The Twitchy acquisition adds to Salem’s growing Internet portfolio, which includes conservative opinion sites (such as Townhall.com and HotAir.com) and Christian faith sites (such as Christianity.com and Godtube.com).
The move may signal that the same forces currently driving consolidation in the digital news industry at large are starting to gain momentum among the ranks of conservative news publishers online. Since the advent of the Internet, a diverse constellation of conservative news outlets has sprung up across the country, creating a rich buffet for GOP-loving readers—and a major logistical challenge for the advertisers hoping to reach them.
In theory, bringing more of the sites under a smaller number of roofs will appeal to the ad buyers who oversee rising digital marketing budgets while simultaneously providing cost savings for the publishers. Thus, the increasing pressure to consolidate.
Salem is well-positioned for a buying spree, in large part due to the profit generated from its 102 radio stations throughout the U.S. In fiscal year 2012, Salem generated $108 million of gross profit on $229 million of revenue. Of the company’s operating income, significantly more came from its radio group ($47 million) than from its websites ($3.7 million).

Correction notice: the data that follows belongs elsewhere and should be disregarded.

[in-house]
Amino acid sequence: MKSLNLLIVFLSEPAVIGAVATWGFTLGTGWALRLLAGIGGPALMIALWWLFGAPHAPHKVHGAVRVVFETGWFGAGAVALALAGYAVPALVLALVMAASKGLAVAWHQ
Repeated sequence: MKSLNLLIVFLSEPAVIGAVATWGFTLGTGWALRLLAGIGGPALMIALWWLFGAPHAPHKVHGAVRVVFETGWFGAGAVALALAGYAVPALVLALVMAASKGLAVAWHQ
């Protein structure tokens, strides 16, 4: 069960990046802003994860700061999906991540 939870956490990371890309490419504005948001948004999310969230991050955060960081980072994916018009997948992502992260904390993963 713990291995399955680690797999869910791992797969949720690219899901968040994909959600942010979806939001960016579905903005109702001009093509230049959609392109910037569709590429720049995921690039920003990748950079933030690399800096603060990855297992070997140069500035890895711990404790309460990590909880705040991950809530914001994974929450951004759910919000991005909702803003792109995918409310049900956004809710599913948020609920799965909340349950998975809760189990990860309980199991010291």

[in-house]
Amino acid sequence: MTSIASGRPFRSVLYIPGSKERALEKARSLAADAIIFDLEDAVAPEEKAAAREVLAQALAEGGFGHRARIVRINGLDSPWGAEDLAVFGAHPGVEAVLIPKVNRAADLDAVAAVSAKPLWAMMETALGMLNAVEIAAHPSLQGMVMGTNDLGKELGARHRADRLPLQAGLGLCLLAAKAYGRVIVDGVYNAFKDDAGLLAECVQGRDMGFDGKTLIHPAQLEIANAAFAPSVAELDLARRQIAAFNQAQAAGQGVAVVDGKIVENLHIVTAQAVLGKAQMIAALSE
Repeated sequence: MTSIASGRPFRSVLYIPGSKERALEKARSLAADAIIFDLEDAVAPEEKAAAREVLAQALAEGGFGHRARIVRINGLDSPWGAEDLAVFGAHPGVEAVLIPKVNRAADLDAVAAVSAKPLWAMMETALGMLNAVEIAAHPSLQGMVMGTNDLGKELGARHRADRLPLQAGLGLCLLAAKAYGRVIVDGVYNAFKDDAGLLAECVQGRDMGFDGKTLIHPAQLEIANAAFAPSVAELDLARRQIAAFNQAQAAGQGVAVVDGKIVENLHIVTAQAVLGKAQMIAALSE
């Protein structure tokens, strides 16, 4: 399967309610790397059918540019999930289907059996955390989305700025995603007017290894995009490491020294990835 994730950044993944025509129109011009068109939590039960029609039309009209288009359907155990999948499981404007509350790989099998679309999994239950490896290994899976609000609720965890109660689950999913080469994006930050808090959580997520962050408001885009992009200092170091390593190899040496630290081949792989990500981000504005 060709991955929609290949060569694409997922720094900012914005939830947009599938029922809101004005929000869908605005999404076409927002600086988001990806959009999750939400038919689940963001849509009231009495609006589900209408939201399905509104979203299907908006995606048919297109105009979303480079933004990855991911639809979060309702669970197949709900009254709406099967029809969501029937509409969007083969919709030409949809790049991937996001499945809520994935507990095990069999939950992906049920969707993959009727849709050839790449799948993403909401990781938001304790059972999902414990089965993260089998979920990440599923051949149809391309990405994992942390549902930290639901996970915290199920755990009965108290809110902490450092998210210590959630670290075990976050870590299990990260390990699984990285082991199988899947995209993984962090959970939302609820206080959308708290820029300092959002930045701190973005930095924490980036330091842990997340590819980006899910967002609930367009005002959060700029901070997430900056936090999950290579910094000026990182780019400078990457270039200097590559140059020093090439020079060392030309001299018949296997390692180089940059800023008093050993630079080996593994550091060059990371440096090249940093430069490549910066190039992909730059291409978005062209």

Now Salem is essentially using the radio profit to help expand the Internet side of its media portfolio. It’s a strategy that makes sense given the broader trendlines in advertising. According to Nielsen, global ad spending in the second quarter of 2013 increased 26.6 percent on the Internet while declining 0.9 percent on radio.
Salem might not be done yet. On Tuesday, Politico reported that the company is also in talks to buy Eagle Publishing, the owner of several conservative news websites, such as RedState.com and HumanEvents.com.
In the meantime, in the wake of the Twitchy acquisition, Salem is already touting its slate of sites as the “largest social media-driven conservative platform on the Web.”